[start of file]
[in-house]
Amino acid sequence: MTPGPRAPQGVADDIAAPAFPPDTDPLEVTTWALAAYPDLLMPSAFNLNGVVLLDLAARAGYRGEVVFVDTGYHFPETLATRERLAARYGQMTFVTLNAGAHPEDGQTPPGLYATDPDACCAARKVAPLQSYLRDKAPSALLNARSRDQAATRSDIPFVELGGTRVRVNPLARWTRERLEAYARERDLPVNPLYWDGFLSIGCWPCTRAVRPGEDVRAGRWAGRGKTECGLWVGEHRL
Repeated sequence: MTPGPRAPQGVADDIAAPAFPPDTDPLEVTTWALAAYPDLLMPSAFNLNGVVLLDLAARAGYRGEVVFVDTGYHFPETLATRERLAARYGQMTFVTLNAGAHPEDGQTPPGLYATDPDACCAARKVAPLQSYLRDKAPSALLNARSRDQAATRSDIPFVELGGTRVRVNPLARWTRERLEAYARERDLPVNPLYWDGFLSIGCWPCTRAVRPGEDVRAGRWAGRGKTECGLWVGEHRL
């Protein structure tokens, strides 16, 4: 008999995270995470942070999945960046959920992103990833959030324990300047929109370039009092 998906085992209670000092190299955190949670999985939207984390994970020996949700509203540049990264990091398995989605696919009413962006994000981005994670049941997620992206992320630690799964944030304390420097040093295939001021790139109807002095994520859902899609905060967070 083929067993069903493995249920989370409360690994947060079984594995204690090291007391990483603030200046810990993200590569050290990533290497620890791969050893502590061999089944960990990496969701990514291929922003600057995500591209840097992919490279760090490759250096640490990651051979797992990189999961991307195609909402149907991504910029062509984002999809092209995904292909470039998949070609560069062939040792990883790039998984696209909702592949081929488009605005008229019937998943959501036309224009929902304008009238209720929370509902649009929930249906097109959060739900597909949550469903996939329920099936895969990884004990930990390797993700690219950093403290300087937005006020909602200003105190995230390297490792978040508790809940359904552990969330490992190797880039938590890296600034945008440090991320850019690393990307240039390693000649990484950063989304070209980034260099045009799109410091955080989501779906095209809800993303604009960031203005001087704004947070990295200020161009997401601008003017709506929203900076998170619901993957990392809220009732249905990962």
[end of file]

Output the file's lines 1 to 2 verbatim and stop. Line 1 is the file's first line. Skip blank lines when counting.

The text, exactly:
[in-house]
Amino acid sequence: MTPGPRAPQGVADDIAAPAFPPDTDPLEVTTWALAAYPDLLMPSAFNLNGVVLLDLAARAGYRGEVVFVDTGYHFPETLATRERLAARYGQMTFVTLNAGAHPEDGQTPPGLYATDPDACCAARKVAPLQSYLRDKAPSALLNARSRDQAATRSDIPFVELGGTRVRVNPLARWTRERLEAYARERDLPVNPLYWDGFLSIGCWPCTRAVRPGEDVRAGRWAGRGKTECGLWVGEHRL